Obama Rekindles Infrastructure Bank Idea

At a Labor Day speech in Milwaukee, WI, President Obama rekindled support of a permanent infrastructure bank that would leverage private, state and local investment in projects critical to the respective area's economic success. While it's a departure from traditional federally-funded infrastructure projects, the infrastructure bank concept awards financial support of proposed projects based on what will generate the best return for taxpayers.

Legislation for the National Infrastructure Development Bank Act was proposed in 2009, and it has been widely supported by the U.S. Chamber of Commerce, the National Construction Alliance, Building and Construction Trades Department, American Society of Civil Engineers, and Building America's Future coalition of governors and mayors across the country to mention a few.

Support of the Infrastructure Bank was part of Obama's recent proposal to create an additional $50 billion stimulus program to rebuild 150,000 miles of road, 4,000 miles of rail, and 150 miles of airport runways.

As part of the original American Recovery and Reinvestment Act, funding was earmarked not only for roads and bridges, but also for high speed rail, clean energy projects, energy-efficiency support for schools and government buildings, and broadband investment around the country. The Infrastructure Bank approach is designed to best leverage that type of funding by identifying projects that will deliver the greatest economic return for a local region. It would also help local regions attract more state and local government funding, as well as private funding with the resulting benefit being clearly defined.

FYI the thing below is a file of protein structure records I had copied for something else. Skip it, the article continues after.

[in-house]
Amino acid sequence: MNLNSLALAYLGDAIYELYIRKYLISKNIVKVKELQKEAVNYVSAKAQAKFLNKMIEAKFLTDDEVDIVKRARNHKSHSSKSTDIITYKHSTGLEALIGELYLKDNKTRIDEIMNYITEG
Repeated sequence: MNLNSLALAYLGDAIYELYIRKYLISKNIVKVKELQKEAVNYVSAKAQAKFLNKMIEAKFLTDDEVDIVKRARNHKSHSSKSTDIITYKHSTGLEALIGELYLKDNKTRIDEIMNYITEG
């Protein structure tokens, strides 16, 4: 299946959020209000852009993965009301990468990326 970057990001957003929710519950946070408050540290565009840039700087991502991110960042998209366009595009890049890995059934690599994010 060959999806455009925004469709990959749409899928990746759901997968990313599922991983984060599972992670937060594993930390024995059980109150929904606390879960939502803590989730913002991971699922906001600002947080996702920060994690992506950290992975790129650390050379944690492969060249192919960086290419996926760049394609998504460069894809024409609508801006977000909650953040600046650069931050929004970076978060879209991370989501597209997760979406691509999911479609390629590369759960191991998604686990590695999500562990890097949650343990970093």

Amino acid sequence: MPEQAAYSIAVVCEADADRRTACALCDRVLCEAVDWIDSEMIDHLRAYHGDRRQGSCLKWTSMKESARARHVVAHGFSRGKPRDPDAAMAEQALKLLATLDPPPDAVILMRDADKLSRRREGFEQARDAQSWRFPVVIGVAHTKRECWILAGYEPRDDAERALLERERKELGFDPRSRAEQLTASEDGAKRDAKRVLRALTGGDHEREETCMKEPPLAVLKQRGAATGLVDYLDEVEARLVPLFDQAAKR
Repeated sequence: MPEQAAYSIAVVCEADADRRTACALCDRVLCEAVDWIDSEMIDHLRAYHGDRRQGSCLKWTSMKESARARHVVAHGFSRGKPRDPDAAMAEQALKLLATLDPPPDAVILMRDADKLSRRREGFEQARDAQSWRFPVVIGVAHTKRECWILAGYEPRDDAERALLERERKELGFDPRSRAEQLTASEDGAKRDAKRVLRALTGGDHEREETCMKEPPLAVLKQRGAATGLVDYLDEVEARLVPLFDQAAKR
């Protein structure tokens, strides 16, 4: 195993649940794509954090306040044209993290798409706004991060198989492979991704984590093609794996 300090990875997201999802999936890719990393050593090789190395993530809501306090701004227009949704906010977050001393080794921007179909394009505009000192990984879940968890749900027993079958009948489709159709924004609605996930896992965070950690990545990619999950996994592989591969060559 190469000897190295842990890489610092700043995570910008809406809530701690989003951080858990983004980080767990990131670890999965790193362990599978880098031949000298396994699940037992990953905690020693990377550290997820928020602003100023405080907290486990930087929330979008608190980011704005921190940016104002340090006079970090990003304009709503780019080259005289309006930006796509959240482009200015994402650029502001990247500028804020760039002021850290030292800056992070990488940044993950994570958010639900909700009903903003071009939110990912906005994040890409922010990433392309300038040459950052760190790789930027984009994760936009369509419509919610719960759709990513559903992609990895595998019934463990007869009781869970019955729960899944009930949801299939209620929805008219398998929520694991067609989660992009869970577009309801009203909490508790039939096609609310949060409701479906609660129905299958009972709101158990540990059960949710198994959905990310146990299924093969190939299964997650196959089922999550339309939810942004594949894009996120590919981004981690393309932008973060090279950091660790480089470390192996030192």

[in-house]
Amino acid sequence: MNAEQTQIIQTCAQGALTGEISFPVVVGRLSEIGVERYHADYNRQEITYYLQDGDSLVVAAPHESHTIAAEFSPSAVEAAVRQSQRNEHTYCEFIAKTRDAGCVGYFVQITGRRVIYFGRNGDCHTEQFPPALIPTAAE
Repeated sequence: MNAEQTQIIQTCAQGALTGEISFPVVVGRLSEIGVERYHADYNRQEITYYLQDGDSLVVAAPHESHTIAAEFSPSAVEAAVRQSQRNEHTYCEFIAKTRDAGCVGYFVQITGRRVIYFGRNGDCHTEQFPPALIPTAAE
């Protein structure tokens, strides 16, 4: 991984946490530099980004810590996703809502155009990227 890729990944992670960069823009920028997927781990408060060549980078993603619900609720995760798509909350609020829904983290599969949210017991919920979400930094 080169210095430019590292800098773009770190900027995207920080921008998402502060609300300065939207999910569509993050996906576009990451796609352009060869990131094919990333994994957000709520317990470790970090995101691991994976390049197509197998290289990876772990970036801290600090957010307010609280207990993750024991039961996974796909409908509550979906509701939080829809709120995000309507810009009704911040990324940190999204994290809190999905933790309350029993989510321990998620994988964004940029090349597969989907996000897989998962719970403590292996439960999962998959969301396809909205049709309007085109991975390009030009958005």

The Infrastructure Bank creates an investment vehicle that businesses can rally behind because they can analyze how infrastructure improvements would help their growth objectives, giving them added incentive to invest in solutions that strengthen their local economies.

Passing a new multi-year transportation bill is the linchpin to the continued investment we need to make in improving our roads and bridges, but including an Infrastructure Bank component is a very important element that will encourage private investment based on what will generate the best return for those who invest.

Allowing private investments in transportation, environmental, energy and telecommunications infrastructure projects makes sense and will attract investors as long as the government ensures a fair return for the investments made.

An Infrastructure Bank can help solve the funding challenges we face in building and maintaining a quality infrastructure, and I'm excited to see that it once again is receiving the attention it deserves as part of the solution being proposed.

Greg Udelhofen

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